B. By including better support terms. This can be solved by allowing resellers to register the opportunity and get their margin independently on how customer bough the product. E. not ready to pay for them and still preferring a cheaper price online. And having such a program optimizes channel work – . The main risk is that customers might happen not to really value those extras. i. Some of potential solutions: Cut the channel at all. Very good solution. 1 point to no one Increasing reseller margin. As noted by several groups. Also might be an option to cut off online sales in specific geography completely. resellers help customers to buy the product. but worth considering. 2 points to group A Deal registration. 3 points to group A. It usually works very well for returning customers. The problem is that customer can ask reseller for a help. Viability of this option very much depends on a specific company and a product. there are many possible solutions. This is the basic fact (not a solution). Discriminating between online and offline. and then go and buy online. Cut the online at all. 3 points to group C Loyalty program. Plus 1 point to group B for suggesting implementing it by changing partner levels thresholds. Increase product value. The increased margin would allow resellers to offer higher discounts effectively reducing the street price. The more potential viable solutions are considered – the better. additional features or services.3. 2 points to all groups. To motivate resellers. 1 point to groups A. C. For example by offering offline-only promos. Proposed solutions (many) As always. B.e.

that save lives. Makes a lot of sense because local partners influence online demand a lot (for example. No analysis. There are always some negative effects in every solution – even airbags. Analysis of an impact Understand potential effects – both positive and negative. including risks. 3 points to group E and D Advertising. sometimes kill kids if not user properly. small customers only make partners lose money because the time they invest in relationship might not be covered by a margin from a couple of copies they sell. 1 point to group D. Group E – 3 points for thoughtfully analyzing consequences. This is someone close to increasing perceived value. Group A – 2 points for mentioning both negative and positive consequences Group B – 2 points for thoughtfully analyzing consequences Group C – 0 points. and others – do nothing and just get money. There are many formal models for this – using such would be a plus. so customers will learn about Acronis buy online). C 4. Usually. but in terms of service or help that the reseller can offer. However it’s not possible to fairly divide revenue by multiple partners in Singapore – some of them might be doing a lot. including numeric impact on revenue Group D – no analysis . 1 point to groups A and D Share online revenue with local partners.they will have more larger customers. while smaller customers who buy just 1 copy will prefer to buy online. Ideally for every risk there should be a mitigation plan as well. hey may run campaigns or participate in shows.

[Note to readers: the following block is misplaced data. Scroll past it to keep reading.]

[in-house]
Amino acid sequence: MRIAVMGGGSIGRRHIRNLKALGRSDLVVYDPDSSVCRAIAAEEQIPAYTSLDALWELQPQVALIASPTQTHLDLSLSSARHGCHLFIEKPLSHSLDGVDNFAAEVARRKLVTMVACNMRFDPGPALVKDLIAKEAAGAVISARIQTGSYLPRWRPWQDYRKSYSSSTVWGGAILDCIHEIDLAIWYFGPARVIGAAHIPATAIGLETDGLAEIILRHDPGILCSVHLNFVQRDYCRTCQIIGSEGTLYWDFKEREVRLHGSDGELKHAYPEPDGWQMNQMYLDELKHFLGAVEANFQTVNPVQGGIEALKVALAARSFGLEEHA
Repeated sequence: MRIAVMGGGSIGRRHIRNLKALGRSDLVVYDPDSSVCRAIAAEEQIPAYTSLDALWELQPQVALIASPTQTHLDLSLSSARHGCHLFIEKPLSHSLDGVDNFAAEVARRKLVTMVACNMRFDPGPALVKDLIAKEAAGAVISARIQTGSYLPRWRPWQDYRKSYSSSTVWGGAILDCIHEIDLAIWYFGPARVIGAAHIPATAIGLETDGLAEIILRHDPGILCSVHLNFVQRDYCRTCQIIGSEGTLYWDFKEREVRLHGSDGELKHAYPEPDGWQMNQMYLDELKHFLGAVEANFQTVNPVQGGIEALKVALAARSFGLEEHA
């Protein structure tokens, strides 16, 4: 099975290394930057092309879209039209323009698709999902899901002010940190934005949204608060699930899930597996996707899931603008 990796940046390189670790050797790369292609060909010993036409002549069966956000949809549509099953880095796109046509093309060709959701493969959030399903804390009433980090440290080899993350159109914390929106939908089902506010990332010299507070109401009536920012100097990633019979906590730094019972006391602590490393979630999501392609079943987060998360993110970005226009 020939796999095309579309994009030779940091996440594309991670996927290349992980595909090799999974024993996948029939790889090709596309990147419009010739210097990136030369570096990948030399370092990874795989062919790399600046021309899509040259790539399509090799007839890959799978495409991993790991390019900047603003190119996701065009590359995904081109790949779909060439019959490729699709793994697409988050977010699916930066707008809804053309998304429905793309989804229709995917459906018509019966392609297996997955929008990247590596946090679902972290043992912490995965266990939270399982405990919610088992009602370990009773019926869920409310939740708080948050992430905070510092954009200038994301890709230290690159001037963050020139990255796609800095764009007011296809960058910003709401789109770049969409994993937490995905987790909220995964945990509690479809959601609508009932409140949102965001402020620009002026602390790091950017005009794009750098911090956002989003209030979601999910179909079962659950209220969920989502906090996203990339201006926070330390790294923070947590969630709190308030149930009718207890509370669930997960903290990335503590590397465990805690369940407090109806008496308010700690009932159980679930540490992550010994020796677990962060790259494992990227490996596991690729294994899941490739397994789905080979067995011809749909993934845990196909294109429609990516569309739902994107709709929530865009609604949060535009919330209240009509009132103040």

5. This is called “cost”. especially by decision makers who are always pressed in time Always recommend what option or combination of options to select (with reasoning). . weighted decision to choose one solution or combination of solutions. but people usually don’t mind investing. or even better – “investment”. Group C – 1 point for superficial Group E – 2 points for offering the final solution Group D – 2 points for offering a combination Several generic recommendations: Don’t talk about “sacrifices”. but not comparing or selecting from remaining options. A decision maker usually has much less understanding then you have – and without such proposal the selection might be nearly random. Decision Based on the analysis. Try to present options in a easy-to-understand format (like group C did). Text-based information is not always consumed well. No one wants sacrifices. When you propose the solution – it should sound positive. Group A – no comparison or selection Group B – 1 point for rejecting one of the options.